Crystal violet

Magnetically modified activated carbon

44.7–67.1

[62]

Moroccan pyrophyllite

12.19–13.88

[63]

Tunisian clay

86.54

[24]

Modified pea peels

14.71–17.61

[64]

Bio-molecules composite with peanut hull waste

10.25–150.16

[25]

Surfactant-modified alumina

254.30

[27]

Acid-treated kaolinite

47.17–50.51

This study

3.4.3 Temkin isotherm

The Temkin isotherm is developed by taking into consideration the effects of adsorbate–adsorbate interactions, and it is based on the assumption that heat of adsorption of all molecules in the layer decreases linearly as surface coverage increases [57]. The model is described by the equation [65, 66]
$$q_{\text{e}} = 2.303 \, \left( {RT/b} \right){ \log }\left( {k_{T} C_{\text{e}} } \right)$$
(8)
The linear form of the equation is
$$q_{\text{e}} = 2.303 \, B{ \log }\,k_{T} + \, 2.303 \, B{ \log }C_{\text{e}} ,\,{\text{where}}, \, B = \left( {RT/b} \right)$$
(9)
with kT (L mg−1) being the equilibrium binding constant corresponding to maximum binding energy and b (J mol−1) and B the Temkin coefficients. The dimensionless constant, B, is related to the heat of adsorption.

The adsorption data were fitted into the Temkin isotherm plots and the calculated Temkin parameters are shown in Table 3. At 303 K, the Temkin isotherm plots (qe vs. log Ce) for adsorption of Brilliant Green and Crystal violet on kaolinite clay minerals were linear with high regression coefficient (r: + 0.88 to + 0.98). For both the cases, kT did not follow any particular trends. A higher value of ‘B’ for Crystal violet showed that this interaction has a higher heat of adsorption compared to Brilliant green adsorption.

3.4.4 Dubinin–Radushkevich (D–R) isotherm model

D–R isotherm [67] model was first used to explain the adsorption of subcritical vapor into micro-porous solid. This model is generally used to describe the adsorption happening on a heterogeneous surface that has Gaussian energy distribution [68, 69]. Both physical and chemical adsorption process can be verified by calculating mean sorption energy from D–R isotherm.

The linear form of the D–R isotherm can be represented as
$${ \ln }\left( {q_{\text{e}} } \right) = { \ln }\left( {q_{\text{s}} } \right){-}k_{\text{ad}} \varepsilon^{2}$$
(10)
where qs is the theoretical saturation capacity (mol g−1). The parameter kad is Dubinin–Radushkevich isotherm constant (mol2 J−2). The parameter ε can be correlated as:
$$\varepsilon = \, RT{ \ln }\left( {1 \, + \, 1/C_{\text{e}} } \right)$$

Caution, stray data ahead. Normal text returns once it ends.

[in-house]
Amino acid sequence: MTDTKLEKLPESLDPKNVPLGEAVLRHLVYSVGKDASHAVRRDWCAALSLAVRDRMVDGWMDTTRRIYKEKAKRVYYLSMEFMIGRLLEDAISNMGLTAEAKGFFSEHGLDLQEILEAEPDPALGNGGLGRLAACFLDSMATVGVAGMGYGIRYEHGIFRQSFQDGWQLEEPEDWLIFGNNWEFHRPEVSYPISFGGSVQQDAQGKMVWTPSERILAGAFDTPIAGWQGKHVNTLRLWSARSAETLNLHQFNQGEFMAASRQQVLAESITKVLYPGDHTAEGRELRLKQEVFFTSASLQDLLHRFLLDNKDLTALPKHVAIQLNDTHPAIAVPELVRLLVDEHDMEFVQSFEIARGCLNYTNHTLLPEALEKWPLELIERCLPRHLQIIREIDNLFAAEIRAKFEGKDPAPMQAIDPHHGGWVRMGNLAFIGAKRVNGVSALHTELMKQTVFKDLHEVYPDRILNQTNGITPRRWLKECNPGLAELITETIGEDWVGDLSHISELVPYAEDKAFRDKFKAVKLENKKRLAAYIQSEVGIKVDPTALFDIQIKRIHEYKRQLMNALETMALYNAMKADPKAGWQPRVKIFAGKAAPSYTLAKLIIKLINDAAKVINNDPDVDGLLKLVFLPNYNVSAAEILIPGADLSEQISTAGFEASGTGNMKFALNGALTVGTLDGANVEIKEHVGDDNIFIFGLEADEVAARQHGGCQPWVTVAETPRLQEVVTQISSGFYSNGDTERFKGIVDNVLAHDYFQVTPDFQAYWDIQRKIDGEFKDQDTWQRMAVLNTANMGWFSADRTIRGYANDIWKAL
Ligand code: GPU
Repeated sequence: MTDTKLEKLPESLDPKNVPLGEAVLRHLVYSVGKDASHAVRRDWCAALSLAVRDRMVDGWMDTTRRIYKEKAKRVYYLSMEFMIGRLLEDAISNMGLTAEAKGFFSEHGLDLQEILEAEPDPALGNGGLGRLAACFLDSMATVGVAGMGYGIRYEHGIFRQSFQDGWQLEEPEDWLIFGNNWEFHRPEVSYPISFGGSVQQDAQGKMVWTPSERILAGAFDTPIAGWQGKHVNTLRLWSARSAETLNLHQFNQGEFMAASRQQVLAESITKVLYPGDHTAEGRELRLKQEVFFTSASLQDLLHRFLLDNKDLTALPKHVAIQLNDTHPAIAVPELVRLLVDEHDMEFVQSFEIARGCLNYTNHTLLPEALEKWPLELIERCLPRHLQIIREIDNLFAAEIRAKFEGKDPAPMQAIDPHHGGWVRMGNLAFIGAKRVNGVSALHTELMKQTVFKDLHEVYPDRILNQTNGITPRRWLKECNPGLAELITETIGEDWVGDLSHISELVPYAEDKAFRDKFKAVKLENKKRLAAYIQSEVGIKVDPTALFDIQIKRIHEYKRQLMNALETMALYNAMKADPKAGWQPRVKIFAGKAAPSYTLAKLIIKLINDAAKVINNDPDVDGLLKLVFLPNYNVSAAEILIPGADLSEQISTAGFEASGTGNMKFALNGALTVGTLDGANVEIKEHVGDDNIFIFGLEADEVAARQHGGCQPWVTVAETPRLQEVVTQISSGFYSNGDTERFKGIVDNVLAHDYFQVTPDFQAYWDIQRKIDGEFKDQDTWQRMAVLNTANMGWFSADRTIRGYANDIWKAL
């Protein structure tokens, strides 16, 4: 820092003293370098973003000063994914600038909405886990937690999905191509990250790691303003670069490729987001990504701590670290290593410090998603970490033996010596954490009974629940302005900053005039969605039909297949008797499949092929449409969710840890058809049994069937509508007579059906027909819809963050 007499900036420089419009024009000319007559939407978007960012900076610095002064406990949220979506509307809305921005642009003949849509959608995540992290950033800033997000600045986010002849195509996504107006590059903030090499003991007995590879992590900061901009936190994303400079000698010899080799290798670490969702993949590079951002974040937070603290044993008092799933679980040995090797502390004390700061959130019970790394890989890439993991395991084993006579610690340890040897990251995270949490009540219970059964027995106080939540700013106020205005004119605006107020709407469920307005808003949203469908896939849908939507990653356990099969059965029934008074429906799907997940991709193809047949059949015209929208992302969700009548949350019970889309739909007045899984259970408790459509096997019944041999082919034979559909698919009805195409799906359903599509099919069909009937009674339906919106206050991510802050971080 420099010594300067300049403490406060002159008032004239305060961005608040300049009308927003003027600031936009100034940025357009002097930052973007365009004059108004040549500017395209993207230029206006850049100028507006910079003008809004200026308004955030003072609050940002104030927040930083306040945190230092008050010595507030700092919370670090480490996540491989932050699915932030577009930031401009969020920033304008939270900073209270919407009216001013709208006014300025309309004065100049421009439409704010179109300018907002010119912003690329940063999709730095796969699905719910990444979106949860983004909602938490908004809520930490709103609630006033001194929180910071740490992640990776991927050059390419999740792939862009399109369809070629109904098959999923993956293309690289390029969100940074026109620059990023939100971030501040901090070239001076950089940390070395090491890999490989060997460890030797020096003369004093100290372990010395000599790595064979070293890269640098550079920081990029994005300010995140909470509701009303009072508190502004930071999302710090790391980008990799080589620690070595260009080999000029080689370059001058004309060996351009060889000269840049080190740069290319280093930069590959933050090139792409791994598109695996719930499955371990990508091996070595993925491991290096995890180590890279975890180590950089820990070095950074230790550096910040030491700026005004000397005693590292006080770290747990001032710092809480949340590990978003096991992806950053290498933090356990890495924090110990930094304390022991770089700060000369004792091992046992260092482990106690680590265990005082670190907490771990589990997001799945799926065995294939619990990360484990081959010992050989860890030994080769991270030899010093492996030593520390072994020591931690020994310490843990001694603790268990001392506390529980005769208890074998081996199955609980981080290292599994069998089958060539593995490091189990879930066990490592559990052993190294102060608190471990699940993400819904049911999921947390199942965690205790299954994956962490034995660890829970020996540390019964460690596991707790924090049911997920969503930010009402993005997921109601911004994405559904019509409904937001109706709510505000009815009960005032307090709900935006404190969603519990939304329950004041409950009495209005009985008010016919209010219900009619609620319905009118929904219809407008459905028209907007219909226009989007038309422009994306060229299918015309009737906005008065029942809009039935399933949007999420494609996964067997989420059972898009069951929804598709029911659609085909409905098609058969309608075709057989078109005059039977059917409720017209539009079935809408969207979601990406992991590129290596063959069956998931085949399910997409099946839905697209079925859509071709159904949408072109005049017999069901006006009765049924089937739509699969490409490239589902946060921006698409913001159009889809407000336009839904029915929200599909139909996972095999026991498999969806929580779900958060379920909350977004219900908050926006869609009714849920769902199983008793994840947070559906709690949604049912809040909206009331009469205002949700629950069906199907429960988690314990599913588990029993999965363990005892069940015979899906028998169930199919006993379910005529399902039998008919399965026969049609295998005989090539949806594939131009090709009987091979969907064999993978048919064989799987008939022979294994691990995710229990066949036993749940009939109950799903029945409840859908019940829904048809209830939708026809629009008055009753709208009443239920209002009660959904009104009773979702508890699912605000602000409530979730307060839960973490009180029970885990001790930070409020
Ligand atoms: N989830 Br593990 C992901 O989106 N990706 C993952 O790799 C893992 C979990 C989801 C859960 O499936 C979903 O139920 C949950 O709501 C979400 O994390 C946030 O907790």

(11)
where, R, T, and Ce represent the gas constant (8.314 J mol−1 K−1), temperature (K) and adsorbate equilibrium concentration (mg L−1), respectively [70]. The plot of ln qe versus ε2 gave straight lines, from which the values of qs and kad could be determined from the intercept and slope. The mean sorption energy, E, which was the free energy of transfer of 1 mol of solute, from infinity (bulk solution) to the surface of adsorbent is given by [71]
$$E = 1/\left( {{-} \, 2 \, k_{\text{ad}} } \right)^{0.5}$$
(12)
The E (k J mol−1) value provides information about adsorption type. If the value lies between 8 and 16 k J mol−1, the adsorption process is described as chemical and if it is less than 8 k J mol−1, the process is depicted as physical.

At 303 K, the calculated D–R isotherm parameters are shown in Table 3. The theoretical saturation capacities (qs) for Crystal violet was almost double than that of Brilliant green dye, which was similar to the trends of Langmuir isotherm. The mean adsorption energy was in the range of (158.11–1000.00 J mol−1, Table 3), suggesting physisorption to be the most viable path for adsorption of both Brilliant green and Crystal violet on kaolinite and acid-treated kaolinite. D–R isotherm was poorly fitted to the adsorption process with regression coefficient, r, ranging from + 0.83 to + 0.97 for Brilliant green and + 0.74 to + 0.83 for Crystal violet.

3.4.5 Adsorption mechanism

Acid treatment has increased the zero point charge of kaolinite from pH 2.9 to 4.0 and 4.2, respectively, for K, K1, and K2. Since all the experiments in this study were carried out with as-prepared aqueous solution of the dyes, it is likely that the dye molecules were exposed to a negatively charged clay mineral surfaces. As both Brilliant green and Crystal violet were cationic in nature, it is likely that both the dye molecule bind the clay mineral surface through electrostatic interaction. However, this interaction was probably weak due to the fact that the adsorption process was most likely to be physisorption as suggested by the mean sorption energy, E (calculated from D–R isotherm).